Dales farmer cleared of theft in sheep rustling trial

tis  Knabbs Ridge wind turbines.  (140129M1g)
tis Knabbs Ridge wind turbines. (140129M1g)

A prominent Dales farmer and former judge at the Great Yorkshire Show has been cleared of sheep rustling after a criminal trial.

Pensioner Barrie Iveson Liddle, of Old Church Lane in Pateley Bridge, appeared before magistrates in Harrogate on Tuesday charged with stealing 10 mule ewes in October last year.

The prosecutor’s case laid bare an elaborate scheme accusing Liddle of stealing the sheep from one farmer, hiding them in a second farmer’s fields, in order to give them to a third.

But Liddle, taking the stand to claim it was a conspiracy against him, insisted he had been “helping” the sheep into a neighbour’s field, and had cut their ID tags in an attempt to find the owner.

“It’s obvious I wasn’t attempting to steal them,” said the 73-year-old, a former director of the Nidderdale Agricultural Society who kept sheep at Fellisclife before retiring in 2010. “I could get into any field in England and take any sheep I wanted and nobody could catch me.”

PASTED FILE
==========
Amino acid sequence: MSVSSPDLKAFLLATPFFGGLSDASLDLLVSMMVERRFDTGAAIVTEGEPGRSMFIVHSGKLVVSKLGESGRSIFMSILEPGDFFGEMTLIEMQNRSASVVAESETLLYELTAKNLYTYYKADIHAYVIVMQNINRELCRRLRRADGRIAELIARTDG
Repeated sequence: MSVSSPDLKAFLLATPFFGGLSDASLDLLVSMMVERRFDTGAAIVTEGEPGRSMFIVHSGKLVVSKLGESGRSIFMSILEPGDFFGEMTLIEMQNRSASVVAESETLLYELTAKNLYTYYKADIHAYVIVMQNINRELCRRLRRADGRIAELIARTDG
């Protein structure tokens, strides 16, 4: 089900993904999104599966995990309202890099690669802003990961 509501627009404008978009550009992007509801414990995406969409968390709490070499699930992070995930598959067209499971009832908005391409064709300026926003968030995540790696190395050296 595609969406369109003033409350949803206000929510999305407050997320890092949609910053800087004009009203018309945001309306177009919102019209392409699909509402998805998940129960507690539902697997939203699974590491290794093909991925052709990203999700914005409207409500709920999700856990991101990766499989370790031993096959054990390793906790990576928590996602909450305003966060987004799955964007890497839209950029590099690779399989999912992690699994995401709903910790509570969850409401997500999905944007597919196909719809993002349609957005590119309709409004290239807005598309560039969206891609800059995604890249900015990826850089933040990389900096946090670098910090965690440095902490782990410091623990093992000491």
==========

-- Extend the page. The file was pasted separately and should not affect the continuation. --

Prosecutors argued that Liddle had lost seven sheep he was supposed to be looking after for a friend called Neil Challiss. To try and make it up to this friend, and secure rent money he was owed, they said, he stole some more.

Prosecutors said Liddle had hidden these stolen sheep in a farmer’s field off Pennypot Lane, before approaching the landowner to ask for them back.

But the farmer became suspicious after discovering a makeshift pen near a derelict barn on his land, along with marked wool clippings and sheep ID tags.

Liddle denied that any sheep were missing in the first place, saying it was all a “set up” and accusing Mr Challiss of making it up.

“He obviously saw an opportunity to escape from paying the rent,” said Liddle. “There were no missing sheep.”

He said, when he put some sheep in a farmer’s fields, he had only been trying to help after finding them loose on the road.

“I often find sheep in the road and take them to a safe place,” he said. “The consequences, of someone coming down there at speed and crashing into them, would be horrendous.

“It’s the creed of the sheep farmer - if you see sheep that are a danger, you make sure they are off the road. But I will leave them in future, if this is what happens.”

Liddle was cleared of stealing sheep by magistrates in Harrogate, but convicted of unlawfully removing the identifying tags and fined a total of £635.